In A Pickle About Pickles? Are pickles a safe snack for those with diabetes?
If you’ve lived with diabetes long enough, you’ve heard all sorts of interesting tales and wild myths about living with the disease. Some of these are downright silly, such as the common misconception that diabetes is contagious. Others are a bit more dangerous, like the claim by some misinformed folks that diabetes is not a serious health condition.
Anyone who’s living with the disease, making the right lifestyle choices, testing blood sugar every day, injecting insulin or taking other doctor-prescribed medication knows that diabetes is no joke. It’s hard living with the disease and we’re certainly not going to make light of it.
However, we are going to have a little fun in this post because we’re talking about the great pickle debate. It seems that there’s an argument to be made for and against pickles and pickle juice when it comes to diabetes health.
The Pickle Juice Discovery
The art of pickling dates back more than 4000 years to ancient India, where the practice of fermenting various vegetables, meats, and fruits in vinegar, oil and salt got its roots.
The fact is, you can pickle countless items to keep them from spoiling, while adding a wide range of flavors, but today’s all-time-favorite pickled delicacy has to be the quintessential dill pickle.
So, what’s the debate over the pickle when it comes to diabetes? Well, recent studies have shown that pickles and pickle juice just might have a number of important health benefits. One of these is that pickle juice, more specifically the high concentration of vinegar it contains, can improve the body’s response to insulin and actually help reduce the rise in blood sugar that happens after meals. Additionally, 2018 findings released by the National Institutes of Health (NIH), suggest that vinegar consumption might lead to lower A1C scores in some individuals, which is certainly beneficial to managing diabetes.
There’s also evidence, though certainly not rock solid as of yet, that suggests by helping to stabilize blood sugar pickle juice might also help curb a person’s appetite and lead to weight loss. Additionally, even fermented cukes retain many of the vitamins, minerals, and antioxidants they have in their raw state that may protect the body’s cells from damage caused by free radicals – molecules inside the body that are linked to cancer and heart disease. Oh, and did we mention pickle juice can help the body rehydrate and recover after exercise?
These sounds like some pretty pro-pickle statements, right? After all, if drinking a little pickle juice could help you improve blood sugar control, why not? Well, as with many things we learn about when managing diabetes, there are two sides to every story.
The Problems with Pickles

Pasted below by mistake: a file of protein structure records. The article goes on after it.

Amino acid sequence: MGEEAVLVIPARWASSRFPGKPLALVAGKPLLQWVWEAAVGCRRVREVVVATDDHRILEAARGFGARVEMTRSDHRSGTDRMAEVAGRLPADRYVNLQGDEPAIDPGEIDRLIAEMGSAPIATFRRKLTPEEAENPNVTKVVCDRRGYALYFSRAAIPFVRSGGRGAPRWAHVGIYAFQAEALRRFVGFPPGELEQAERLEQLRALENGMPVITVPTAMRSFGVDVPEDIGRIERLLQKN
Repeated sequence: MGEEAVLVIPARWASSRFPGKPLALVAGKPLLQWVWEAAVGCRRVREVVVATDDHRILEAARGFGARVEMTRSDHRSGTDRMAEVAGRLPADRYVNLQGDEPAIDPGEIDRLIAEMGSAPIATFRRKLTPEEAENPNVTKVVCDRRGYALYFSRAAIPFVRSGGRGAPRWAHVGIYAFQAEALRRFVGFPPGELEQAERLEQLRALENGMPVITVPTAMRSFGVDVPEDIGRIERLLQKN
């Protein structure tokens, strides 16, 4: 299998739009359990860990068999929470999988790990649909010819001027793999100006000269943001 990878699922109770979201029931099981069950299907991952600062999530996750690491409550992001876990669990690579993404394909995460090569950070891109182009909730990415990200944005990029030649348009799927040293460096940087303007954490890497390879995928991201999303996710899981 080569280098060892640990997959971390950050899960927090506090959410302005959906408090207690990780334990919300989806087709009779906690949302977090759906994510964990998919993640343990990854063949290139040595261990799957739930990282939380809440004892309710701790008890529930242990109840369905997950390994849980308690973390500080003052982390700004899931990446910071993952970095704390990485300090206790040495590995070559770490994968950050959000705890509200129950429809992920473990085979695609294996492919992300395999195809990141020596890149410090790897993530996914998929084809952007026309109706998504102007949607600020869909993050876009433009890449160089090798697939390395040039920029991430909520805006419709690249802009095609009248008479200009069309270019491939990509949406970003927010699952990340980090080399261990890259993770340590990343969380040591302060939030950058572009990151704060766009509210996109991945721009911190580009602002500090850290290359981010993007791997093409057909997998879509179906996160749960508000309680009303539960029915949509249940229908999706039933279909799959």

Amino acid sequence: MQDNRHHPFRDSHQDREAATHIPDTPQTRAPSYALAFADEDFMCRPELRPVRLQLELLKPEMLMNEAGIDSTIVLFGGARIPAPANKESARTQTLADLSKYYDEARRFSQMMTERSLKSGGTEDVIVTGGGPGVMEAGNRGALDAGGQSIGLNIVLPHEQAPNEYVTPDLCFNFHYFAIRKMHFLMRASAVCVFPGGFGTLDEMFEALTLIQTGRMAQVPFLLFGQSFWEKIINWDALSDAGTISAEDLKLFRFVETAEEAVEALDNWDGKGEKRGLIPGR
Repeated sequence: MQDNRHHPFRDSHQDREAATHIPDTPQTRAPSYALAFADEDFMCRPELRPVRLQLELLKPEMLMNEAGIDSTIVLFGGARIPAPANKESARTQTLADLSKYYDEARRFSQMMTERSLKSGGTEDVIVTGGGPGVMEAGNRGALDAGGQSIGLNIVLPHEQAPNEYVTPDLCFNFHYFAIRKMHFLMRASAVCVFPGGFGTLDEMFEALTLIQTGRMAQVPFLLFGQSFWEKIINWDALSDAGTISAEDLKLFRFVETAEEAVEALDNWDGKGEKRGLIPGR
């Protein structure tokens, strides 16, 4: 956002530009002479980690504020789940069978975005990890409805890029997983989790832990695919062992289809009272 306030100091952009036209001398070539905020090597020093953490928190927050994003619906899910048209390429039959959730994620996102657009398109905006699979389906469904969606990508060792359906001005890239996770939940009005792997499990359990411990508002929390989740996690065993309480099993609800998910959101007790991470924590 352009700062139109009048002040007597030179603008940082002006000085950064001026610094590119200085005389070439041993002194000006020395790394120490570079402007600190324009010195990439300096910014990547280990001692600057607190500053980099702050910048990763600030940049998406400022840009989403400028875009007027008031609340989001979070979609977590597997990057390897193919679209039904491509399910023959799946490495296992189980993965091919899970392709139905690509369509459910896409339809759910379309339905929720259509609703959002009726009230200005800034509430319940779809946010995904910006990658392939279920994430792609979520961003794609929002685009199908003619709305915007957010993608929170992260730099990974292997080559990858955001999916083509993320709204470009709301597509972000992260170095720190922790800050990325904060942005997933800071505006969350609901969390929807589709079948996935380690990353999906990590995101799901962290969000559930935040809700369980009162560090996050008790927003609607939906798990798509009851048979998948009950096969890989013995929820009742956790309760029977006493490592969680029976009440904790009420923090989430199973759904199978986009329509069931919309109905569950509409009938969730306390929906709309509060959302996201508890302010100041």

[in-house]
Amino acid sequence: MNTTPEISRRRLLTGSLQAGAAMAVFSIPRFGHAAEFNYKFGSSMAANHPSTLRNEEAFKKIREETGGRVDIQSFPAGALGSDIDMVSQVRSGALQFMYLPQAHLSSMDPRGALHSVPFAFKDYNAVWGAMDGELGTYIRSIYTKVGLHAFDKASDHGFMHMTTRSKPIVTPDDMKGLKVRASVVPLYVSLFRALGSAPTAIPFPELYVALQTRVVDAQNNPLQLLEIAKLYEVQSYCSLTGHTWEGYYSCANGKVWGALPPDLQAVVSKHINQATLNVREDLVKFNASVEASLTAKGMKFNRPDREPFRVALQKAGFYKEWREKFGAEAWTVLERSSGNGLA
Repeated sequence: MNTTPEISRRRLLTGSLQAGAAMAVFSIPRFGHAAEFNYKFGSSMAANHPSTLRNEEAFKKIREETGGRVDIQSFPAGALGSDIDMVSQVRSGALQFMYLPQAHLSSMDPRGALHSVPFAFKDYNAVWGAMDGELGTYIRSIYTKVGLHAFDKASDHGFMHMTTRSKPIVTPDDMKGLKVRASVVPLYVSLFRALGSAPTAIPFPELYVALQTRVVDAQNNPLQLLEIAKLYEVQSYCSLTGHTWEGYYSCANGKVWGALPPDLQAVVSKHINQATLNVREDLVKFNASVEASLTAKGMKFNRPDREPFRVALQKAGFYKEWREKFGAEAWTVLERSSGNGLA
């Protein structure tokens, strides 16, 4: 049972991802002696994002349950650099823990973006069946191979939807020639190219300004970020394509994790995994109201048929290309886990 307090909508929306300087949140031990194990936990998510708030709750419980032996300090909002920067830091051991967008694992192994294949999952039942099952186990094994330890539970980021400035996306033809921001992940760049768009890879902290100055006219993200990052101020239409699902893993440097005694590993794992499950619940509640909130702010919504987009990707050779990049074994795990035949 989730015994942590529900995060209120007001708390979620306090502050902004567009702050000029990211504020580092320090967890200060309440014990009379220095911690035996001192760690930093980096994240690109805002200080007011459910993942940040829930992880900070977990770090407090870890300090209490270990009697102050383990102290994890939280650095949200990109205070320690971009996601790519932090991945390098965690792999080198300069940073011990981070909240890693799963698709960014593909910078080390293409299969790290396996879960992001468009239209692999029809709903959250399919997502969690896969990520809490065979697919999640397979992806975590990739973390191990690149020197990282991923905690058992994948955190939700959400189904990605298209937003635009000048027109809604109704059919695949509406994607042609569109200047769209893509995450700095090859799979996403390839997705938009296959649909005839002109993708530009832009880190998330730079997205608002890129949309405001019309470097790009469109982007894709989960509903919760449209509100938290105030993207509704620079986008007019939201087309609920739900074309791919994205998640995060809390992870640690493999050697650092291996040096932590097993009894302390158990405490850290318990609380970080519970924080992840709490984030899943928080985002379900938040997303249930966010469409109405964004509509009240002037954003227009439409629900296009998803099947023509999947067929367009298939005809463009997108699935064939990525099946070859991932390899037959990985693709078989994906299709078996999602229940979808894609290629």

You may have already guessed the elephant in the pickle jar – sodium! Pickles contain large concentrations of salt – up to 808 milligrams in just a 100-gram serving! Consuming too much salt is not a great health decision for anyone, but it can be a particularly dangerous one for those living with diabetes.
As someone with diabetes, you are already at an increased risk for cardiovascular complications and increasing your sodium intake only serves to increase this risk. Large amounts of salt are also known to elevate blood pressure, already a concern for many with Type 2 diabetes, which of course can lead to further heart complications if left untreated.
What About Sweet Pickles?
The pros and cons surrounding dill pickles, really doesn’t exist around sweet pickles or bread-and-butter pickles. That’s because, as the names suggest, these pickles are packed with sugar – up to more than 18 grams in a 100-gram serving. So, it’s very likely that the first blood sugar test you take after eating a few sweet gherkins will spike high on your glucose meter. Dill pickles, on the other hand, contain less than 2 grams of sugar in the same size serving – an amount that would not likely lead to a sudden spike in blood sugar.
Besides, it’s not like you’re escaping that dreaded sodium overload by choosing sweet pickles. They usually contain somewhere in the ballpark of 457 grams of salt in a the same 100-gram serving.
Certainly, a sweet pickle here and there isn’t going to throw your diabetes management plan entirely off the rails. However, as a general rule you’re better off avoiding sweet pickles and going with the dill variety.
So, Is It Yeah or Nay on The Pickle?
The answer is neither. The American Diabetes Association (ADA) lists pickled foods on their list of edible treats that are high in salt and should be eaten only in moderation. Essentially, there is no evidence that suggests you should avoid pickles altogether. There is, however, the established truth that eating too much sodium is not beneficial for anyone and becomes a special concern for those of us living with diabetes.
So, we say it’s better to err on the safe side. Whatever blood sugar impact pickles or pickle juice might have, there are better and smarter ways to control yours. After all, that’s why you and your doctors worked together to develop diabetes management plan in the first place.
As with most indulgences, it’s moderation that matters with the pickle. One suggestion is to do the pickling at home, so that you control the amount of salt and sugar that goes into your food. If that’s not possible, look for low-sodium and low-sugar options in your local supermarket and enjoy sparingly.
We hope you found this post informative and helpful. At Diabeticteststrips.org, we committed to keeping you up to date with the latest topics and unique insights on living with diabetes. We’re also proud to help you stick to your doctor-prescribed diabetes treatment plan with a huge selection of diabetic supplies and equipment at prices up to 65% less than you’ll find at pharmacies and other suppliers.